Many of the violins and other string instruments owned by Beethoven have his seal stamped on the back (the way you would stamp a letter in candle wax).

During the success of his career, one could be paid in a variety of international coins across Europe. However, Beethoven requested to be paid only in the gold coin with a knight on it, as it was the densest and therefore worth more than the rest of the coins he could be paid with.


During the last 10 years of his life, he was known as the most important living composer. He had fame all across Europe, but his deafness and many health problems made Beethoven withdraw and work less on his compositions. Some of Beethoven’s medical issues included chronic headaches, pulmonary disease, pneumonia, rheumatism, jaundice, gout, constant stomach and intestinal pains, and liver problems. It was also believed that he had smallpox as a child because of the pox marks seen on his face in his cast mold of his face that they made for his bust. Because of this he saw many doctors over his life and was constantly looking to new professionals for help.


Despite his passions and illnesses, Beethoven had many friends. Countless letters have been found between him and friends, as well as musical dedications to those he was close to.

1806 was the year Beethoven publicly announced his hearing loss. In the attempt to cure or improve his deafness, Beethoven tried many different instruments and “current trends”. Some of these methods seems rather horrible and torturous even, which shows the level of desperation he had in trying to cure it. He tried tea, ear trumpets, horseradish applied in the ear with a cotton cloth, Galvano therapy (which put an electric current directly into the ear), ear drops made of milk boiled with green walnut husks, almond oil ear drops, and the blistering application of toxic bark from spurge laurel to the arms and skin. A chair was also created to help deaf feel vibrations, and he experimented with that, as well.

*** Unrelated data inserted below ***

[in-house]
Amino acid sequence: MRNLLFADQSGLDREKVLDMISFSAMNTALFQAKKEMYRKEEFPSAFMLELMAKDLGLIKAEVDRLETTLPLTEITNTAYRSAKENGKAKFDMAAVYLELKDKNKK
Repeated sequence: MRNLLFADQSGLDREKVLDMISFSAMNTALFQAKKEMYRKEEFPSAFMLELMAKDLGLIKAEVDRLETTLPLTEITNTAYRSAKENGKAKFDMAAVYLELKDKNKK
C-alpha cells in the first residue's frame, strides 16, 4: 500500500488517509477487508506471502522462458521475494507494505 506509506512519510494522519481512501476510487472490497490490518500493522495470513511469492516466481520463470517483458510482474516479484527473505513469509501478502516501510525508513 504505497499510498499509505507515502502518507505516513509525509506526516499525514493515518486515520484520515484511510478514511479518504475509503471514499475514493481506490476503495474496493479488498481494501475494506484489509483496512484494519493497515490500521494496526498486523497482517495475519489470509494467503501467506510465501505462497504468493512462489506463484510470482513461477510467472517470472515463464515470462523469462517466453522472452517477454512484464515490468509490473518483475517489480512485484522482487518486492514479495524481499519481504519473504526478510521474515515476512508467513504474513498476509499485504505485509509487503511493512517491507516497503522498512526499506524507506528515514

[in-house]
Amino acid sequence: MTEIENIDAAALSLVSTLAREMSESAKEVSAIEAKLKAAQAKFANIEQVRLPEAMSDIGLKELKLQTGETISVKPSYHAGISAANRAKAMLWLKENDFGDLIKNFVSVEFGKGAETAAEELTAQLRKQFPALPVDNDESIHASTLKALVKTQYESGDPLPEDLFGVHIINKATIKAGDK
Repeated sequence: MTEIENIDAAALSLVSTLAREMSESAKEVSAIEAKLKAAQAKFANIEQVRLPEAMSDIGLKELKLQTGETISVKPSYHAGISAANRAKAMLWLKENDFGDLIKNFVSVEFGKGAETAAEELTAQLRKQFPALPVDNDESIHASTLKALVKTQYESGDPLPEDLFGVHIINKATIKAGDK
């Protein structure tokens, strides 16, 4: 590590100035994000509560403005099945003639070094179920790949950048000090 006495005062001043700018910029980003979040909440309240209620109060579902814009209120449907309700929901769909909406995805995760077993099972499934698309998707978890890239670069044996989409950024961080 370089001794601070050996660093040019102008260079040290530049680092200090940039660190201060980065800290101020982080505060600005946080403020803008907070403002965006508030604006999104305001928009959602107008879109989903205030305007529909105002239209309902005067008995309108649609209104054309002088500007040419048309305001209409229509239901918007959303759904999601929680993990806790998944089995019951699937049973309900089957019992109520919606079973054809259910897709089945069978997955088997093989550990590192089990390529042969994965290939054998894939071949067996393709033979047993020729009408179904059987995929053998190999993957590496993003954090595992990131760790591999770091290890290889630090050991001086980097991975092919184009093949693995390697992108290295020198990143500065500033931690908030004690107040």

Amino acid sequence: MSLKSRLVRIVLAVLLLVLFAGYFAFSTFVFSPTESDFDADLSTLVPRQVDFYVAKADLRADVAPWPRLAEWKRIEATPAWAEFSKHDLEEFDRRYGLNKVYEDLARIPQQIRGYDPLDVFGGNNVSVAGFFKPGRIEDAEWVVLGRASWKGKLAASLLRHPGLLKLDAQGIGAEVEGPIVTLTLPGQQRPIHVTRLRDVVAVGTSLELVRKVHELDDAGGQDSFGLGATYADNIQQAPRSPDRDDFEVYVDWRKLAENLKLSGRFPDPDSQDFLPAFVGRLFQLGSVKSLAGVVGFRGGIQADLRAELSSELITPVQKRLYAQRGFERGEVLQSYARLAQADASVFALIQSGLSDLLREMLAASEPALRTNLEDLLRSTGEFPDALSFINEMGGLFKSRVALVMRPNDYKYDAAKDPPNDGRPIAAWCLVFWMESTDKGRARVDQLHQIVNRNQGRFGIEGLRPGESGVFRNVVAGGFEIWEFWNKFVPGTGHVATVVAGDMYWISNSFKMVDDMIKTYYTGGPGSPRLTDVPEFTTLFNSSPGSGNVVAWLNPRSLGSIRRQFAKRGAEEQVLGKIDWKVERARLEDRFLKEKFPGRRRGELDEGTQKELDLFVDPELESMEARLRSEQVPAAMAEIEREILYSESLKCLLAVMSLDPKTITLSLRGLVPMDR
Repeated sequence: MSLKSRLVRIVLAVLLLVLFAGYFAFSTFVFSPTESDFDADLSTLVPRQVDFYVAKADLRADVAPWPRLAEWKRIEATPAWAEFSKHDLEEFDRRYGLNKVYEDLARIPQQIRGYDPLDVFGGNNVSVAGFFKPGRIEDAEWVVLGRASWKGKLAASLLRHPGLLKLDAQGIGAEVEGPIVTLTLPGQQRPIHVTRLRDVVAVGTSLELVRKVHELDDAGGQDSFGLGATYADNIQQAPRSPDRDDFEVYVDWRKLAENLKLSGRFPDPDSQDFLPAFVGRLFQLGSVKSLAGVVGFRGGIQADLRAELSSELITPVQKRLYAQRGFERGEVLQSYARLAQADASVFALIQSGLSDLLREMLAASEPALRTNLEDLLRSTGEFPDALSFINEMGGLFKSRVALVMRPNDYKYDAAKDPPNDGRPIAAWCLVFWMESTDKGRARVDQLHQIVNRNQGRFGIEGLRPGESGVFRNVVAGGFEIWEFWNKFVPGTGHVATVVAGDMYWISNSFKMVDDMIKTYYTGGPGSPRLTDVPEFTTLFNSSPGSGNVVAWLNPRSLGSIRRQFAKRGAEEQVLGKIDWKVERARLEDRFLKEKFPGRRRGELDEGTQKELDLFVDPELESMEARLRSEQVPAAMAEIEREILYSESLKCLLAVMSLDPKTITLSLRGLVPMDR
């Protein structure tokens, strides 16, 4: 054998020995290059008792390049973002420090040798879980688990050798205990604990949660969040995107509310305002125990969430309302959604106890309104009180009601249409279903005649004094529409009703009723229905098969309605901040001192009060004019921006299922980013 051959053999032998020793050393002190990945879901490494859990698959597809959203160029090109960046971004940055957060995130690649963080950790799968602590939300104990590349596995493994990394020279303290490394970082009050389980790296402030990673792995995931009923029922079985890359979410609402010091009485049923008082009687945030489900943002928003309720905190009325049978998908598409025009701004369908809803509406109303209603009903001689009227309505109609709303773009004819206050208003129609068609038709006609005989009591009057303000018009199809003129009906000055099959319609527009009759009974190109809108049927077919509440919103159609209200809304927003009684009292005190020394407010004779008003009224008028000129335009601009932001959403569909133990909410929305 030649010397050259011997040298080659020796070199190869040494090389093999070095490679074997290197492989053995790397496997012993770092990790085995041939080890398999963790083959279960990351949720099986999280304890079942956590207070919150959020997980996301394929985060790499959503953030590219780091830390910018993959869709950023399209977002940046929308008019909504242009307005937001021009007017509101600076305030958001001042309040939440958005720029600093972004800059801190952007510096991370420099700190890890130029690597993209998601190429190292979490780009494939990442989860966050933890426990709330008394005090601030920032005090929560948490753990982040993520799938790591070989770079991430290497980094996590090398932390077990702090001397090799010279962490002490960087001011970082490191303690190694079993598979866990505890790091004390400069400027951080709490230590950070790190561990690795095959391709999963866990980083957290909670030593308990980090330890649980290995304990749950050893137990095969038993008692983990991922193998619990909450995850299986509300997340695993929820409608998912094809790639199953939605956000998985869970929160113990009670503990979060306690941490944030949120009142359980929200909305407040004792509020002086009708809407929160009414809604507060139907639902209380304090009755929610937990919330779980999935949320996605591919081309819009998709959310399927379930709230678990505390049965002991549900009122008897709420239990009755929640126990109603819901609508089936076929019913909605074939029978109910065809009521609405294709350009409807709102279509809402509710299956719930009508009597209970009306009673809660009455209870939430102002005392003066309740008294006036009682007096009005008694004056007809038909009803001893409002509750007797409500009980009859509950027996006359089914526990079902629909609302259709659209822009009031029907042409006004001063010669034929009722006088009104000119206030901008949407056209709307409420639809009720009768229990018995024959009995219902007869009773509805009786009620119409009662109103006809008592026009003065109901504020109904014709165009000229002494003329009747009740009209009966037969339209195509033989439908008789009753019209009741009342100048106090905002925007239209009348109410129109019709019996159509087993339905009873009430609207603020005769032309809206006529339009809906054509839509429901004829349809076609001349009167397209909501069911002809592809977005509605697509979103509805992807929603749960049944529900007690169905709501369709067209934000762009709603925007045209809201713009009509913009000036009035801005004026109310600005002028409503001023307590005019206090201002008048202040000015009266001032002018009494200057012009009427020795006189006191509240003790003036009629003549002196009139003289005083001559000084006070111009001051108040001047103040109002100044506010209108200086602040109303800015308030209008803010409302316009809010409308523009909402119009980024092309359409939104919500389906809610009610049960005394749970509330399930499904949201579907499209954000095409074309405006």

Beethoven was a radical thinker who was ahead of his time. Perhaps he understood the suffering of people because he was born in a lower class, but he believed in the brotherhood of mankind. A letter was discovered five years ago that confessed this, and it was also shown in his 9th symphony. Beethoven believed in peace for all classes and races and saw that it was something that wouldn’t be achieved for centuries. We’re still not even completely there.


Beethoven passed away in November 1827, at the age of 56 and was mourned internationally.

As you can easily see, there is so much more to Beethoven than most people realize. And we strongly encourage you to make the trip out to Bonn, Germany this year to fully immerse yourself in the Bundeskunsthalle exhibit and all the glorious locations around Beethoven’s hometown. You will get to walk in his footsteps and see how Bonn inspired his career.


What to Do in Bonn in 2020: Celebrate All Things Beethoven


Written by Malorie Mackey
Malorie Mackey is an actress and writer living in Los Angeles, CA. Malorie's first published book entitled "My Playboy Story: Hopping from Richmond to Hollywood" was published in 2017. Since then, Malorie's short story "What Love Has Taught Me" has been published in the anthology "Choices," and she has been writing and blogging about travel and adventure in hopes to publish her next book about travel soon. She believes that everyone should enjoy a little adventure in their lives. Check out